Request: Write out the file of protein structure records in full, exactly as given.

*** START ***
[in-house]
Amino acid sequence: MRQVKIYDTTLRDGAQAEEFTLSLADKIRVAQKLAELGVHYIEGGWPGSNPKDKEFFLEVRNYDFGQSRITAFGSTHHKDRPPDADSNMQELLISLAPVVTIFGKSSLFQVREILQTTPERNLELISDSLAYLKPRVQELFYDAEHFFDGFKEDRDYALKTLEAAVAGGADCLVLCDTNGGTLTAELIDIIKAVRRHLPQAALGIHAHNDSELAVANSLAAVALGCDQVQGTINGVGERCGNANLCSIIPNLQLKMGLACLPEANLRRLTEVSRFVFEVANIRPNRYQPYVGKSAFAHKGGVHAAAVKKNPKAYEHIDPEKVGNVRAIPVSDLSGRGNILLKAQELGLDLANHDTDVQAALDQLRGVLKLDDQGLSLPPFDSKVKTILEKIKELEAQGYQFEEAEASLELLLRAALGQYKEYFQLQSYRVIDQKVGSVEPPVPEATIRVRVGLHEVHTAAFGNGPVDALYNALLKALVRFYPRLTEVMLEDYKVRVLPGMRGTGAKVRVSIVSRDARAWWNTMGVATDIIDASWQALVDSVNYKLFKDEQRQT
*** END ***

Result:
[in-house]
Amino acid sequence: MRQVKIYDTTLRDGAQAEEFTLSLADKIRVAQKLAELGVHYIEGGWPGSNPKDKEFFLEVRNYDFGQSRITAFGSTHHKDRPPDADSNMQELLISLAPVVTIFGKSSLFQVREILQTTPERNLELISDSLAYLKPRVQELFYDAEHFFDGFKEDRDYALKTLEAAVAGGADCLVLCDTNGGTLTAELIDIIKAVRRHLPQAALGIHAHNDSELAVANSLAAVALGCDQVQGTINGVGERCGNANLCSIIPNLQLKMGLACLPEANLRRLTEVSRFVFEVANIRPNRYQPYVGKSAFAHKGGVHAAAVKKNPKAYEHIDPEKVGNVRAIPVSDLSGRGNILLKAQELGLDLANHDTDVQAALDQLRGVLKLDDQGLSLPPFDSKVKTILEKIKELEAQGYQFEEAEASLELLLRAALGQYKEYFQLQSYRVIDQKVGSVEPPVPEATIRVRVGLHEVHTAAFGNGPVDALYNALLKALVRFYPRLTEVMLEDYKVRVLPGMRGTGAKVRVSIVSRDARAWWNTMGVATDIIDASWQALVDSVNYKLFKDEQRQT